A similar western analogy is that of a frog in water. It goes like this. If you put a frog in boiling water, it will immediately jump out. If you put the frog in room temperature water and slowly increase the temperature of the water to a boil, the frog not sensing a big difference will stay in the water and eventually die.
Kaizen is exactly what the governments do. To me this is the bigger picture of what some of Bill C-10 represents. Bill C-10 among other things, permits the government to decide if a particular film should get funding based on some unpublished ‘guidelines’. These ‘guidelines’, probably have a fair bit of subjectivity to them, can be changed at anytime and most likely can be interpreted in many different ways. The word guideline implies a suggestion of a path to take to come to a decision, which is different than a rule which implies you must take a specific path or a specific action.
On March 4th, The Current, a CBC Radio show, discussed Bill C-10. You can find the podcast here. Pierre Poilievre was interviewed about the bill. One of his first statements was that these ‘guidelines’ are not new and are already used for books and magazines. Bill C-10 permits these same ‘guidelines’ to be applied to film. If you listen to him, he implies that this is nothing new and there is nothing to worry about. These guidelines have obviously worked, we are just now going to apply them to film. Why all the fuss? No big deal … right? This to me is Kaizen or the frog analogy. If I want to change things and I execute the change in baby steps, people tend to not notice or not enough people notice, so the concern is not brought to the forefront for the general public to become aware. I had no idea till I heard this interview that this process was applied to books and magazines. Now that I know it actually bothers me and it doesn’t make me worry less. His implication that because I didn’t know about it, it obviously didn’t affect me tone is crap. Maybe the book and magazine people don’t care. Or maybe they did care, but for reasons of popularity they didn’t get enough press to make people aware of it at the time. Regardless, it is not a justification for applying these guidelines to film. Nor is it a justification to imply that people are overreacting and shouldn’t be concerned.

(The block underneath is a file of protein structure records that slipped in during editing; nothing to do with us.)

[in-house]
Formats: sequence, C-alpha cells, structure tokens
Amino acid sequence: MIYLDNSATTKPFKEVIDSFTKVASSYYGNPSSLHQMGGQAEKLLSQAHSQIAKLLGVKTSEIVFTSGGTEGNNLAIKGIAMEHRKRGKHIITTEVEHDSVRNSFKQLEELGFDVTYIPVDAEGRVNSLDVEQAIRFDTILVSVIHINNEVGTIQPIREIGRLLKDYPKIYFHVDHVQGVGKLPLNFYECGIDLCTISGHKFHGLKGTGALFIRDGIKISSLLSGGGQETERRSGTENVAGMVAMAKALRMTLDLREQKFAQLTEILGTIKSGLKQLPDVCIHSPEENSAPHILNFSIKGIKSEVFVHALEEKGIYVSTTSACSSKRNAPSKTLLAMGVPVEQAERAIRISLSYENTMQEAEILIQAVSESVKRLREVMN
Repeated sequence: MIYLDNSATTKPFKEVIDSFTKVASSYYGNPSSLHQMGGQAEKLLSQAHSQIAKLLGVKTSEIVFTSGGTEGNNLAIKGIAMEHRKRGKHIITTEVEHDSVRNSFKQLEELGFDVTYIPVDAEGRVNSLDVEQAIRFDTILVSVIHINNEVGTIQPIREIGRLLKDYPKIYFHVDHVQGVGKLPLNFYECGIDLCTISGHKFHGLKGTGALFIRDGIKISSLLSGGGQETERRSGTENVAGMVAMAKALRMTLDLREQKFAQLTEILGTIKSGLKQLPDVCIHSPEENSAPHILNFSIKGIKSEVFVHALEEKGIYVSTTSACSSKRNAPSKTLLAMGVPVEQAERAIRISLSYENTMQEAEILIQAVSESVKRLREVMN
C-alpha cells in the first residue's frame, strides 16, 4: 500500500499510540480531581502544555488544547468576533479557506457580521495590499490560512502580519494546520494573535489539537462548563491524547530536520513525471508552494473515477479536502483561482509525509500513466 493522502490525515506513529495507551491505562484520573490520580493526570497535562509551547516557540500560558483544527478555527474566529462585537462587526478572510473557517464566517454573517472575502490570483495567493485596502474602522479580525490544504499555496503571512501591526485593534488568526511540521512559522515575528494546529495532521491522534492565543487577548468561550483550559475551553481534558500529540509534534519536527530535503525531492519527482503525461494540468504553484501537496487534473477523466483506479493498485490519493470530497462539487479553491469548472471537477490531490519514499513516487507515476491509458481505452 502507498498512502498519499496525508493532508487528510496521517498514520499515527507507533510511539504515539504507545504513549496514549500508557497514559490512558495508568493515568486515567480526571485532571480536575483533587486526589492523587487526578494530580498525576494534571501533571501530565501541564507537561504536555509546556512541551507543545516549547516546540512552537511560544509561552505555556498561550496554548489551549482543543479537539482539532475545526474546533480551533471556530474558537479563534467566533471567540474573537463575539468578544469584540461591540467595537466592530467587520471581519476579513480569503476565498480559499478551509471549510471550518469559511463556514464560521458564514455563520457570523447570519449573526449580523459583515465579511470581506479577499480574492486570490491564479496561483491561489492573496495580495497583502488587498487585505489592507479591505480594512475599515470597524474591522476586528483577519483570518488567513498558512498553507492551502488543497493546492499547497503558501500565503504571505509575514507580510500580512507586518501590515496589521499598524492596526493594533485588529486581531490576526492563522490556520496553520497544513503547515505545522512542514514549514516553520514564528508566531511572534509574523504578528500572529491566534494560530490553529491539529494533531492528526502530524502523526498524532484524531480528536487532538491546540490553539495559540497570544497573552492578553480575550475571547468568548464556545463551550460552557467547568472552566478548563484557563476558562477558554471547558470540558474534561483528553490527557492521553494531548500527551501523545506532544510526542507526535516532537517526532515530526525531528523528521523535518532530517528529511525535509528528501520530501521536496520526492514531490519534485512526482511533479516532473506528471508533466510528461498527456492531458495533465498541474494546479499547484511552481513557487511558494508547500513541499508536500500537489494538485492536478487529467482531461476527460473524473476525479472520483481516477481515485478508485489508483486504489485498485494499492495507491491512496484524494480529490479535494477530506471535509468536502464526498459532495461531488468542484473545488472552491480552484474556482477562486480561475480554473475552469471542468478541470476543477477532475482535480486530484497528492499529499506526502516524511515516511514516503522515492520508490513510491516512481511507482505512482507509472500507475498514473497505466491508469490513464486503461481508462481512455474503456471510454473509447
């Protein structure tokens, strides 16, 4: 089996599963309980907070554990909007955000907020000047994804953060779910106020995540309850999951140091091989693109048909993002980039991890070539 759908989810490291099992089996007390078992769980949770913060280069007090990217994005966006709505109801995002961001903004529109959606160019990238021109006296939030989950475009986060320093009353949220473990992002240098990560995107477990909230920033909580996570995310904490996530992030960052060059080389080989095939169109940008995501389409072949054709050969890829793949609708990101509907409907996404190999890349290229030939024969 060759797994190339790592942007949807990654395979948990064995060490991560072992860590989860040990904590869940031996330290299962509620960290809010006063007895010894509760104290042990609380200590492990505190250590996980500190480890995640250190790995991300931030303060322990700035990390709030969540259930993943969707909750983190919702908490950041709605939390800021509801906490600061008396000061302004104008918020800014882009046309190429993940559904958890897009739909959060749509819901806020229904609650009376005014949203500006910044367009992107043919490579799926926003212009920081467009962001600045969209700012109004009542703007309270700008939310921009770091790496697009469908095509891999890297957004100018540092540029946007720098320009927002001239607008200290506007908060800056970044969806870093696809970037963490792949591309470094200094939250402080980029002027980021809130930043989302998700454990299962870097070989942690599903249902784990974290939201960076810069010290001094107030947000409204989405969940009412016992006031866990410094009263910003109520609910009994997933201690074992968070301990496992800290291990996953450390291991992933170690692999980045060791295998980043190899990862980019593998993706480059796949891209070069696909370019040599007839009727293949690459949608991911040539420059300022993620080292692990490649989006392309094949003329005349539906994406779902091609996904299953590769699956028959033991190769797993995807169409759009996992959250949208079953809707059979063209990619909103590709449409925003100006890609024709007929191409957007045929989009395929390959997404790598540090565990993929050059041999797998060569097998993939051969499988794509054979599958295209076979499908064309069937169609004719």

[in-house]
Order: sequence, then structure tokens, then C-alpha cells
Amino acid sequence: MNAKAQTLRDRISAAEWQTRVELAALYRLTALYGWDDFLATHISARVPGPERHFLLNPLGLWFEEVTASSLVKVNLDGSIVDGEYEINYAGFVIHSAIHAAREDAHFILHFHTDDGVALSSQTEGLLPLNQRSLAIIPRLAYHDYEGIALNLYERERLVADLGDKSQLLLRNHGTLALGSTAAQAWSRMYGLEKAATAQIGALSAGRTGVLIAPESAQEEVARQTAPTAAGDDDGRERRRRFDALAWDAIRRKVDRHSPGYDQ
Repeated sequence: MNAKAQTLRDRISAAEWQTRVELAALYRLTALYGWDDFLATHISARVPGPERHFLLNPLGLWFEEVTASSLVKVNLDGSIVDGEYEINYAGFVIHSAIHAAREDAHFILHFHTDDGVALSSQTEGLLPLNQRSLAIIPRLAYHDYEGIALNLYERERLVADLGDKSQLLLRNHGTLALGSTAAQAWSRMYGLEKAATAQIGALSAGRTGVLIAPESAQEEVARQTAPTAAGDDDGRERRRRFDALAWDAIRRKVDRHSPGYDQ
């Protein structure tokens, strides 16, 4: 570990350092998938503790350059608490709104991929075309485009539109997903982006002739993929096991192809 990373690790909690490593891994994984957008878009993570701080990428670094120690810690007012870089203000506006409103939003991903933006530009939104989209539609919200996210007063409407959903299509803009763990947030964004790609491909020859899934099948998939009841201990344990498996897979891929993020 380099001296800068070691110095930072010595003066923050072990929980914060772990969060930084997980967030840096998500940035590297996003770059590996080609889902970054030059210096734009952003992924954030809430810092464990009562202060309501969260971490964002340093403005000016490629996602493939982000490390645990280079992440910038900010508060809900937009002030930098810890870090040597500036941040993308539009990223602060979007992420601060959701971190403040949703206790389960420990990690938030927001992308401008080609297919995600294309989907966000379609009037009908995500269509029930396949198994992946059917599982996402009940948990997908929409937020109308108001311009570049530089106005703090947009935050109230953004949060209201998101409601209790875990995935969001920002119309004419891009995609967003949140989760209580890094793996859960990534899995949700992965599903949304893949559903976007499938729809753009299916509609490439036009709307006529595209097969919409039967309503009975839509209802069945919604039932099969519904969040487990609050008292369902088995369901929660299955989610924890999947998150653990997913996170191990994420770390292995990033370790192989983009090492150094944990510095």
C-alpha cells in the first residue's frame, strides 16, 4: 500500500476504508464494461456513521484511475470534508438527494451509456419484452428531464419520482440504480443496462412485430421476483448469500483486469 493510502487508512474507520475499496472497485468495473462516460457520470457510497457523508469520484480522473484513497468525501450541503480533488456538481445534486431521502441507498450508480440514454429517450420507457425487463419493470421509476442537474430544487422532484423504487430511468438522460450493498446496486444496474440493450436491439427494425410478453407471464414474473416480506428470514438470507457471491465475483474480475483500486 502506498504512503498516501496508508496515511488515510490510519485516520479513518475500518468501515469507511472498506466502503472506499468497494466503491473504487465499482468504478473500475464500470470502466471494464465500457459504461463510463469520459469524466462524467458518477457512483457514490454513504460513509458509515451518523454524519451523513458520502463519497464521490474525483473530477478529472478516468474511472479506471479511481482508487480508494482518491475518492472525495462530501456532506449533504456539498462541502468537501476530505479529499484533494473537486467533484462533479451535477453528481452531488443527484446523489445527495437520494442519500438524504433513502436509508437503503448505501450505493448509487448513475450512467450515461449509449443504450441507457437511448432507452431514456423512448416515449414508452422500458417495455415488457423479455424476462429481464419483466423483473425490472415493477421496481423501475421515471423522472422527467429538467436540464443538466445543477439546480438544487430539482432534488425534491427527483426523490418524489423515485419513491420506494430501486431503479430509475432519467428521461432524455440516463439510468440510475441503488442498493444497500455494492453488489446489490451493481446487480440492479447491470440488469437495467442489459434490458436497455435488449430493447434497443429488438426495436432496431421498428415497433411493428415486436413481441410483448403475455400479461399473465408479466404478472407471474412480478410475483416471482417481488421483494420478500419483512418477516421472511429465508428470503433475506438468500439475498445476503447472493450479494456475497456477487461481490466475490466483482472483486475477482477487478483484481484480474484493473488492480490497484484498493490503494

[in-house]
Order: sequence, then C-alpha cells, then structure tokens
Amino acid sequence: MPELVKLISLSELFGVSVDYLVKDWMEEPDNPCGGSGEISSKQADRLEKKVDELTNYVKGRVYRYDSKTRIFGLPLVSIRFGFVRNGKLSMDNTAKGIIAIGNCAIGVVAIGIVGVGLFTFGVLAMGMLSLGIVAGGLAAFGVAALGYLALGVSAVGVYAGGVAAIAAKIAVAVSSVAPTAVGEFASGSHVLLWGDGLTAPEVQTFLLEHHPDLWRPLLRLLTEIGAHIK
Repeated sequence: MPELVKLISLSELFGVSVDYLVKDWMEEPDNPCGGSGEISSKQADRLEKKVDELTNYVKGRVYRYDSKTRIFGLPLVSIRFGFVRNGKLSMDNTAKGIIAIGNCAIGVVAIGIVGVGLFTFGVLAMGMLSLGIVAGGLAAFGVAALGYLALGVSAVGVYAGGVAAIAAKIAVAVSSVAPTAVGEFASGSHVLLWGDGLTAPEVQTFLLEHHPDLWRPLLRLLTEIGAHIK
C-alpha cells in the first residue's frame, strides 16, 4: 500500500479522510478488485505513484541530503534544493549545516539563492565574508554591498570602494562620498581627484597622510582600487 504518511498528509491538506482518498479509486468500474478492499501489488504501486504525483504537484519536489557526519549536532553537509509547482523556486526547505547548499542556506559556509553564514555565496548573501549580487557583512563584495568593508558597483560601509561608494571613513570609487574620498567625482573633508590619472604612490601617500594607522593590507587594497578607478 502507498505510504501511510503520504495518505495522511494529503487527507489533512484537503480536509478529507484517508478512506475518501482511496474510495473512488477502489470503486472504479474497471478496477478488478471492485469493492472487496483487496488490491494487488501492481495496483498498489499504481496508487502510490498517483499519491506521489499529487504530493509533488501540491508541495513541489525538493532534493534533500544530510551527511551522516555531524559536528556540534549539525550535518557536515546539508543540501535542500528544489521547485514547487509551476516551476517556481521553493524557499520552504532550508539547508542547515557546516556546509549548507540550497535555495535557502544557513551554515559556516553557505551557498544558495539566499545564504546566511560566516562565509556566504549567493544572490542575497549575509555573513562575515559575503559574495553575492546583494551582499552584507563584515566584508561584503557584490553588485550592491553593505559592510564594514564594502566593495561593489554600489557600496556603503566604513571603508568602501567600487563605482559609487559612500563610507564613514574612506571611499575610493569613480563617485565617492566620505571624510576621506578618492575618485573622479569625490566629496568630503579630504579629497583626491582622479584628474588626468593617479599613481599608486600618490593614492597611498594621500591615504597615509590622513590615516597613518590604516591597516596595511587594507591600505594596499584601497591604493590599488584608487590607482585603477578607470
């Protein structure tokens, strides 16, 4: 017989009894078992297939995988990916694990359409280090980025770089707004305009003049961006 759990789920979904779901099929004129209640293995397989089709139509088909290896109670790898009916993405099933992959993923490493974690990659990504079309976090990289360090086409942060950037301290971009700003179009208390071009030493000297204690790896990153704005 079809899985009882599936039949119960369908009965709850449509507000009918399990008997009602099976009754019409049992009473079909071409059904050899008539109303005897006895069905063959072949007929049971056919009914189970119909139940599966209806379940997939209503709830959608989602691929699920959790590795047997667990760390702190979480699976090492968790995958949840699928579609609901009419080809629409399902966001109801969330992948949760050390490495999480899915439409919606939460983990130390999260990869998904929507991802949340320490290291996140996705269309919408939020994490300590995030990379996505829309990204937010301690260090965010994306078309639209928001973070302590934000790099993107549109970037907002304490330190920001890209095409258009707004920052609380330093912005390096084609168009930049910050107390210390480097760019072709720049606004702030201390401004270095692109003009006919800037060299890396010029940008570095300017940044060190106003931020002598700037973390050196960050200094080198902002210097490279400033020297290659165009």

Sam Trosow said the government should publish these ‘guidelines’ and I completely agree with him. However, I would suggest they remain published on a government website and changes can not be applied to requests for funding unless the website is kept up-to-date. This should be a rule with penalties if it is broken. It should also include a history of all changes. What is to stop the government from changing these ‘guidelines’ in the future without any justification to the public? Since they are guidelines and not rules or law, changing them without notifying the public is probably permitted.